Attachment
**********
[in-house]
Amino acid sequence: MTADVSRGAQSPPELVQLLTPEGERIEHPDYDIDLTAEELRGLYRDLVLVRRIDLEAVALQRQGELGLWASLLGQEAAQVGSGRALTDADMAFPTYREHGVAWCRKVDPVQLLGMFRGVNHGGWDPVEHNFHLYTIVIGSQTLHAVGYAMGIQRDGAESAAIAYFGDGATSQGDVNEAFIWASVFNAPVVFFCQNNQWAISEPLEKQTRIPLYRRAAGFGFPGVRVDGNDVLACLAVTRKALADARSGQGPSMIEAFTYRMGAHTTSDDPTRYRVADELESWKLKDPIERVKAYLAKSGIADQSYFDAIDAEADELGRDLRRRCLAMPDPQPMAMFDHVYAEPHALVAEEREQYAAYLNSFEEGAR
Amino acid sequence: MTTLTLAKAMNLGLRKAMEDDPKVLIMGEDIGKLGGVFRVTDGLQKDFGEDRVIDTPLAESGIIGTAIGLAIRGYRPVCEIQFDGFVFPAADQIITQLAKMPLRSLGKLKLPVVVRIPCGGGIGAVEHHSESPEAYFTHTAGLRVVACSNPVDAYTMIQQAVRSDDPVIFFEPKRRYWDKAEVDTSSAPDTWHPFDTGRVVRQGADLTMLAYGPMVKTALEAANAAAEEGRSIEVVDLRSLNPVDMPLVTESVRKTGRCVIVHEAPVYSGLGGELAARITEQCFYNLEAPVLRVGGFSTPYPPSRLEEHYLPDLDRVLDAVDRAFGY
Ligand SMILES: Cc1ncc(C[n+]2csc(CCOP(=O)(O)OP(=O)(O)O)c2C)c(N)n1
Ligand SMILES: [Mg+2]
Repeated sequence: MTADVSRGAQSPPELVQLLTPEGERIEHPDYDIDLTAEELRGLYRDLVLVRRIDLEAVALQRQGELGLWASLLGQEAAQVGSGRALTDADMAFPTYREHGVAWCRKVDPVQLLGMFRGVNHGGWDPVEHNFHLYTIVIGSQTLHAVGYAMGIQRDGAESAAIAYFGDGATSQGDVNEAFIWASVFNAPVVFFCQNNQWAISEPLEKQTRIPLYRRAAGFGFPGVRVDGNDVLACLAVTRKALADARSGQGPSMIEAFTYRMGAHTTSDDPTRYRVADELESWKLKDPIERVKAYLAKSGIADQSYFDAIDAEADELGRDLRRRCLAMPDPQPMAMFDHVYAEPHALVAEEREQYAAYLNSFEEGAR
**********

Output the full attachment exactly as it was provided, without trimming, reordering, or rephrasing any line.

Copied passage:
[in-house]
Amino acid sequence: MTADVSRGAQSPPELVQLLTPEGERIEHPDYDIDLTAEELRGLYRDLVLVRRIDLEAVALQRQGELGLWASLLGQEAAQVGSGRALTDADMAFPTYREHGVAWCRKVDPVQLLGMFRGVNHGGWDPVEHNFHLYTIVIGSQTLHAVGYAMGIQRDGAESAAIAYFGDGATSQGDVNEAFIWASVFNAPVVFFCQNNQWAISEPLEKQTRIPLYRRAAGFGFPGVRVDGNDVLACLAVTRKALADARSGQGPSMIEAFTYRMGAHTTSDDPTRYRVADELESWKLKDPIERVKAYLAKSGIADQSYFDAIDAEADELGRDLRRRCLAMPDPQPMAMFDHVYAEPHALVAEEREQYAAYLNSFEEGAR
Amino acid sequence: MTTLTLAKAMNLGLRKAMEDDPKVLIMGEDIGKLGGVFRVTDGLQKDFGEDRVIDTPLAESGIIGTAIGLAIRGYRPVCEIQFDGFVFPAADQIITQLAKMPLRSLGKLKLPVVVRIPCGGGIGAVEHHSESPEAYFTHTAGLRVVACSNPVDAYTMIQQAVRSDDPVIFFEPKRRYWDKAEVDTSSAPDTWHPFDTGRVVRQGADLTMLAYGPMVKTALEAANAAAEEGRSIEVVDLRSLNPVDMPLVTESVRKTGRCVIVHEAPVYSGLGGELAARITEQCFYNLEAPVLRVGGFSTPYPPSRLEEHYLPDLDRVLDAVDRAFGY
Ligand SMILES: Cc1ncc(C[n+]2csc(CCOP(=O)(O)OP(=O)(O)O)c2C)c(N)n1
Ligand SMILES: [Mg+2]
Repeated sequence: MTADVSRGAQSPPELVQLLTPEGERIEHPDYDIDLTAEELRGLYRDLVLVRRIDLEAVALQRQGELGLWASLLGQEAAQVGSGRALTDADMAFPTYREHGVAWCRKVDPVQLLGMFRGVNHGGWDPVEHNFHLYTIVIGSQTLHAVGYAMGIQRDGAESAAIAYFGDGATSQGDVNEAFIWASVFNAPVVFFCQNNQWAISEPLEKQTRIPLYRRAAGFGFPGVRVDGNDVLACLAVTRKALADARSGQGPSMIEAFTYRMGAHTTSDDPTRYRVADELESWKLKDPIERVKAYLAKSGIADQSYFDAIDAEADELGRDLRRRCLAMPDPQPMAMFDHVYAEPHALVAEEREQYAAYLNSFEEGAR